Tuesday, July 17, 2012

3 months - Finally, an update. Part 1

Wow, has it really been that long since we've been home? I guess it has, and I've turned into one of those people I hated was annoyed with, when they would come home from picking up their children and never post anything. Yep, that's me. After all of that time asking for prayers and support, I dropped off the face of the internet.
I've tried to make amends by posting lots of stuff on fb, but that's not the same as hearing the cute stories, right? And keeping my family updated, etc, etc.
I could say it is because we've had a lot of adjusting since we've been home, or because I am a new mom, or because I am no longer in the military and was searching for a new job, or that we're moving (aren't those all, like, major life stressors or something??), or all of the kids medical appointments.....
I could say all or some of those things, but the main truth is that I've just felt inadequate. And tired. Mostly tired - no, inadequate. And I didn't care about updates anymore once I was faced with my new reality of single motherhood. But mostly its because I feel totally inadequate, like my head is just above water most days.  Not in a bad-mental-health way (don't worry, all of my faculties are fine), but just.....inadequate.
I had several delays in bringing the children home, and I used that time to prepare - read about the parenting styles I respected, going to conferences, studying online, etc. I thought for sure I would be way beyond ready to go with these kids. Uh, no.
I had this ideal situation in my mind, where the kids and I would be at home together all the time, and I would teach them stuff, and we would slog through life together and develop together at a nice pace (don't ask me WHERE I got that idea, seeing as though I'm single and can't stay home). I looked at other adoptive families, who I admire so much, and wanted to be just like them. Well, as it turns out, I'm not.  I'm one of "those moms" who ships their kids off to free public school for "someone else" to teach. I hear about some of their daily behavior issues/struggles second hand, since I'm not there. I don't bake. I can barely cook (although I did make perfect eggs today without breaking one!!) - nothing I make is anywhere near "foodie" status and we have fast food and pizza once a week (but never at the same meal LOL).  I only have two children and still don't have time to go on pinterest to get recipe ideas and I would NEVER dare take a photo of what I make for dinner and post it on fb! I don't have a beautiful blog with lots of followers. I can't take fancy-pants photos of my beautiful new children with an expensive camera for everyone to see and make life look just dandy with a beautiful lens - most of the time, I use my phone to take pictures (I don't even know how to properly use instagram). I can't even make those warm fuzzy adoption videos of pictures with music in the background to share with you and upload it to youtube, because of the copyright mumbo jumbo (although I do have a video made if anyone has any suggestions). I don't have any advice or life lessons so far. I can't knit, crochet, sew, garden, make clothes or jewelry or teach the kids to be crafty. I am not patient and sometimes get irritated easily, over stuff that is normal kid stuff. I've had to teach myself to be happy to see them oh-so-early in the morning, because I HATE mornings. Did I also mention that I'm not very patient? I don't know how to teach about life lessons or about God when (up until recently) their English has been elementary at best and my Bulgarian is mostly non-existent. I get this anxious feeling like I'm wasting precious time! My daughter had a heart attack when I tried to explain to her that God is always watching over you - her eyes went right to her window like some stalker was out there watching her every move. Fail. I've felt like I've just had a series of fail, fail, fail. Hoping, praying, that something good for them was happening. Or would happen.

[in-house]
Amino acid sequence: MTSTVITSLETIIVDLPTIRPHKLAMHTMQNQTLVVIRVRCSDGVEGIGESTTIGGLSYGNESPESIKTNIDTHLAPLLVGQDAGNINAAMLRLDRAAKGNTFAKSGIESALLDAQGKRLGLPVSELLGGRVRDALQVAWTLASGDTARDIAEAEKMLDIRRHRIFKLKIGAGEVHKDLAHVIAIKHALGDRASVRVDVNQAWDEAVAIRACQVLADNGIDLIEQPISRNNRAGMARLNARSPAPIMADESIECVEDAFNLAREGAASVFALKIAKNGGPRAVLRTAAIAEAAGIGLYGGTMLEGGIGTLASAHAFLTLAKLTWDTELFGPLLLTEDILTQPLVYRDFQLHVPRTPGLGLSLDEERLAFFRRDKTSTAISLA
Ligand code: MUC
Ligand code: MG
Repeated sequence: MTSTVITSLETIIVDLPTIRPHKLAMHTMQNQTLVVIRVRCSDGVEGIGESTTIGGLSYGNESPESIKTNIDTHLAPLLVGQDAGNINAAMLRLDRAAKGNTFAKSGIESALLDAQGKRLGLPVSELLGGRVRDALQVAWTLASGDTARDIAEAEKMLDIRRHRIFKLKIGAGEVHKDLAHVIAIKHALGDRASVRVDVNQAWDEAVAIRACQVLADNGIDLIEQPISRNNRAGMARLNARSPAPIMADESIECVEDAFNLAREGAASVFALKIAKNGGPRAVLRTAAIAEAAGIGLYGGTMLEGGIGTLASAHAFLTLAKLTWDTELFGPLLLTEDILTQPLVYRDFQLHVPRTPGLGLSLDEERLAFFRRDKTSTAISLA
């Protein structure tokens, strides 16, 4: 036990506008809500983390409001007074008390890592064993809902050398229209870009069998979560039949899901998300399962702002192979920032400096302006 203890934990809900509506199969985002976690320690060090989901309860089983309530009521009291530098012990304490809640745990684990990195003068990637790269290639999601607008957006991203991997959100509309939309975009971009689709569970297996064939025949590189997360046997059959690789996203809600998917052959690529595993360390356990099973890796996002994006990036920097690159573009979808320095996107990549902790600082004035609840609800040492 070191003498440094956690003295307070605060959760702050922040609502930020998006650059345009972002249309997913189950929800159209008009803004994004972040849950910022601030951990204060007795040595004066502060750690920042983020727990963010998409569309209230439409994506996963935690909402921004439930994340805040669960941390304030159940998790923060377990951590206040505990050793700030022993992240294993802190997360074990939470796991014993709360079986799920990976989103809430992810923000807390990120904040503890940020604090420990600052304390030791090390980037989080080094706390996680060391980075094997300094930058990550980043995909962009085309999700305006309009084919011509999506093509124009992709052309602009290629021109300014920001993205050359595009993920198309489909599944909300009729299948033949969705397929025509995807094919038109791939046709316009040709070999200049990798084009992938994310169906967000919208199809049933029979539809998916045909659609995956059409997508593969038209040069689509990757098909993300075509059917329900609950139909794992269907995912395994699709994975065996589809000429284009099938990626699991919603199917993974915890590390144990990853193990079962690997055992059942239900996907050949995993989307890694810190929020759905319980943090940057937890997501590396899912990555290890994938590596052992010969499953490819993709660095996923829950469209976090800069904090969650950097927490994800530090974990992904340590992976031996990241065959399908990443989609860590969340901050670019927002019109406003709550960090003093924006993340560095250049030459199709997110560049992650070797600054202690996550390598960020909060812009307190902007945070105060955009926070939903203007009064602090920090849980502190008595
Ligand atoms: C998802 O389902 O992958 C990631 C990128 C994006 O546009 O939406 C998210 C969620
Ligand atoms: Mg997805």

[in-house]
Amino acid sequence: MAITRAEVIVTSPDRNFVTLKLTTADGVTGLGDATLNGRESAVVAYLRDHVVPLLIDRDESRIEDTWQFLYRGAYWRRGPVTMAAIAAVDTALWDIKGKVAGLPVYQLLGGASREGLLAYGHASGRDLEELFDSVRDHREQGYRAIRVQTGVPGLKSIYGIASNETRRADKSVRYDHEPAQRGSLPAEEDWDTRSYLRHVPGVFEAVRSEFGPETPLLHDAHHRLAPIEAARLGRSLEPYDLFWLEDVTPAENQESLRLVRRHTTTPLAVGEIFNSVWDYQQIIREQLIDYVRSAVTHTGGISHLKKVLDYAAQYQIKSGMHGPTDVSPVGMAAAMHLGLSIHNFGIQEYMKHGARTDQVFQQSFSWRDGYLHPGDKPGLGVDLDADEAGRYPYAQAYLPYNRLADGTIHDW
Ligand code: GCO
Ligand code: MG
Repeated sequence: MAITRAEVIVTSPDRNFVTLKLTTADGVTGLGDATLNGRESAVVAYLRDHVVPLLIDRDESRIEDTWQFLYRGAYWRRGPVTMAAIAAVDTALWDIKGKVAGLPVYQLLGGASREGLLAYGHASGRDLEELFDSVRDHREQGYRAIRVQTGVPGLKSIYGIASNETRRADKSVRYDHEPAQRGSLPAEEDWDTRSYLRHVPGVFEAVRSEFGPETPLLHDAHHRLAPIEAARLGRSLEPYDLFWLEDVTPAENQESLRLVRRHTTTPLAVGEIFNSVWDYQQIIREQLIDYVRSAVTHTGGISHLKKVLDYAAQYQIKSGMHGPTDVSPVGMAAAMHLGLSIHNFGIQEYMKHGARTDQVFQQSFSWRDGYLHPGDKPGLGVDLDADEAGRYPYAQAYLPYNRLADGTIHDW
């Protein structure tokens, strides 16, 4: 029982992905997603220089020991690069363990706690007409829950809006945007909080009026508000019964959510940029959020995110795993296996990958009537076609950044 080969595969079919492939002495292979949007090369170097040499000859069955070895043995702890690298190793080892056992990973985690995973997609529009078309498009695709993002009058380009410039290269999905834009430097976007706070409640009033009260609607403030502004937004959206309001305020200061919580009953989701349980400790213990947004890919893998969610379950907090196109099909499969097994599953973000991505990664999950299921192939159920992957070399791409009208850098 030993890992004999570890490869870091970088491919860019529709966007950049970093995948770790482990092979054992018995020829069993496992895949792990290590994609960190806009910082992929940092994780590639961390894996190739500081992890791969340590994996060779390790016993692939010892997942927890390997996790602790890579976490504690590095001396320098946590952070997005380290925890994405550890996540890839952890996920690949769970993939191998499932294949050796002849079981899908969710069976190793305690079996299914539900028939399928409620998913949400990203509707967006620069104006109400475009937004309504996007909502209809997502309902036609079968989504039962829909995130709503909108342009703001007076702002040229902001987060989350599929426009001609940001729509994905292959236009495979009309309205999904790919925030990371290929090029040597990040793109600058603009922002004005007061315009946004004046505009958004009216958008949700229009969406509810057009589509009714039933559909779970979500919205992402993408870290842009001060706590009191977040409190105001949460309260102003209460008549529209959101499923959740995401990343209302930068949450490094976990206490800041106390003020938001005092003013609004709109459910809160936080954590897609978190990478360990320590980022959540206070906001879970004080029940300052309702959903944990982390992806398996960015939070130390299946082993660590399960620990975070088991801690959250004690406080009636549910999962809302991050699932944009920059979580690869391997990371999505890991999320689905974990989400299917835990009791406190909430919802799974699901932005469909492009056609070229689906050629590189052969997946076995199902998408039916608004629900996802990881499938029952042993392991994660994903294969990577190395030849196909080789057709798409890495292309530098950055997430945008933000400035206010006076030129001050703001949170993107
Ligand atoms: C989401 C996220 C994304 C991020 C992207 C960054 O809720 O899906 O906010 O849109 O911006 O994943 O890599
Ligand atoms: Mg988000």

And after reading that, some people might ask - why did you ever adopt them? You don't even have a husband! It doesn't seem like you are offering them much. And, that's what I have wondered sometimes, too.